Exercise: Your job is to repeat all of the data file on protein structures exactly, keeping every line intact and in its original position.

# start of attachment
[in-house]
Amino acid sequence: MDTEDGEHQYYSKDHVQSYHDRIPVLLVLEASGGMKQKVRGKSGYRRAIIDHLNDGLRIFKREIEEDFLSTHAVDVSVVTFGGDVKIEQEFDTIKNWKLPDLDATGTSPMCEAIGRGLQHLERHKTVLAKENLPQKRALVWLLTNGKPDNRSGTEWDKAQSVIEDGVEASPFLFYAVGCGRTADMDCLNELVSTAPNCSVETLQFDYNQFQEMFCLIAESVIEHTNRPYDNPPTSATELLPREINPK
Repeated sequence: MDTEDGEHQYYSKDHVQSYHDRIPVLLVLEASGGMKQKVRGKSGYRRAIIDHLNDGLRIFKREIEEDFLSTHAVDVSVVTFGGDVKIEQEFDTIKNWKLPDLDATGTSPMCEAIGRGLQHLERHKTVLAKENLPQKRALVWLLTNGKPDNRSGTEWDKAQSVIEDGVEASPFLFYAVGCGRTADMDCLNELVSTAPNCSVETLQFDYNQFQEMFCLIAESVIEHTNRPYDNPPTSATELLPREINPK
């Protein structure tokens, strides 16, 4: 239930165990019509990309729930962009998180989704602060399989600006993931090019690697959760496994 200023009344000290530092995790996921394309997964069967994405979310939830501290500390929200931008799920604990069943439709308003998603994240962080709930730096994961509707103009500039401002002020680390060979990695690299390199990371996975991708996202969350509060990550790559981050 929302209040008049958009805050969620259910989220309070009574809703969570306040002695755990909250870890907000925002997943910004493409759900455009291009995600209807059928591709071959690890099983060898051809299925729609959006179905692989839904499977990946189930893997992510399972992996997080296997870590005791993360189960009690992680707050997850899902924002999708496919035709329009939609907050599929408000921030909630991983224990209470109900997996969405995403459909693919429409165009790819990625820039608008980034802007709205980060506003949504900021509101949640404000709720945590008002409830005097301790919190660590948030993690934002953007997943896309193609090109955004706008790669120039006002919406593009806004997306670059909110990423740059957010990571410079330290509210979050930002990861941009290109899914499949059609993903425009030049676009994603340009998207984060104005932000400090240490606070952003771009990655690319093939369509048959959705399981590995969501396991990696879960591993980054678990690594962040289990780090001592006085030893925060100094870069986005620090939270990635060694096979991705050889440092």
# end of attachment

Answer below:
[in-house]
Amino acid sequence: MDTEDGEHQYYSKDHVQSYHDRIPVLLVLEASGGMKQKVRGKSGYRRAIIDHLNDGLRIFKREIEEDFLSTHAVDVSVVTFGGDVKIEQEFDTIKNWKLPDLDATGTSPMCEAIGRGLQHLERHKTVLAKENLPQKRALVWLLTNGKPDNRSGTEWDKAQSVIEDGVEASPFLFYAVGCGRTADMDCLNELVSTAPNCSVETLQFDYNQFQEMFCLIAESVIEHTNRPYDNPPTSATELLPREINPK
Repeated sequence: MDTEDGEHQYYSKDHVQSYHDRIPVLLVLEASGGMKQKVRGKSGYRRAIIDHLNDGLRIFKREIEEDFLSTHAVDVSVVTFGGDVKIEQEFDTIKNWKLPDLDATGTSPMCEAIGRGLQHLERHKTVLAKENLPQKRALVWLLTNGKPDNRSGTEWDKAQSVIEDGVEASPFLFYAVGCGRTADMDCLNELVSTAPNCSVETLQFDYNQFQEMFCLIAESVIEHTNRPYDNPPTSATELLPREINPK
């Protein structure tokens, strides 16, 4: 239930165990019509990309729930962009998180989704602060399989600006993931090019690697959760496994 200023009344000290530092995790996921394309997964069967994405979310939830501290500390929200931008799920604990069943439709308003998603994240962080709930730096994961509707103009500039401002002020680390060979990695690299390199990371996975991708996202969350509060990550790559981050 929302209040008049958009805050969620259910989220309070009574809703969570306040002695755990909250870890907000925002997943910004493409759900455009291009995600209807059928591709071959690890099983060898051809299925729609959006179905692989839904499977990946189930893997992510399972992996997080296997870590005791993360189960009690992680707050997850899902924002999708496919035709329009939609907050599929408000921030909630991983224990209470109900997996969405995403459909693919429409165009790819990625820039608008980034802007709205980060506003949504900021509101949640404000709720945590008002409830005097301790919190660590948030993690934002953007997943896309193609090109955004706008790669120039006002919406593009806004997306670059909110990423740059957010990571410079330290509210979050930002990861941009290109899914499949059609993903425009030049676009994603340009998207984060104005932000400090240490606070952003771009990655690319093939369509048959959705399981590995969501396991990696879960591993980054678990690594962040289990780090001592006085030893925060100094870069986005620090939270990635060694096979991705050889440092």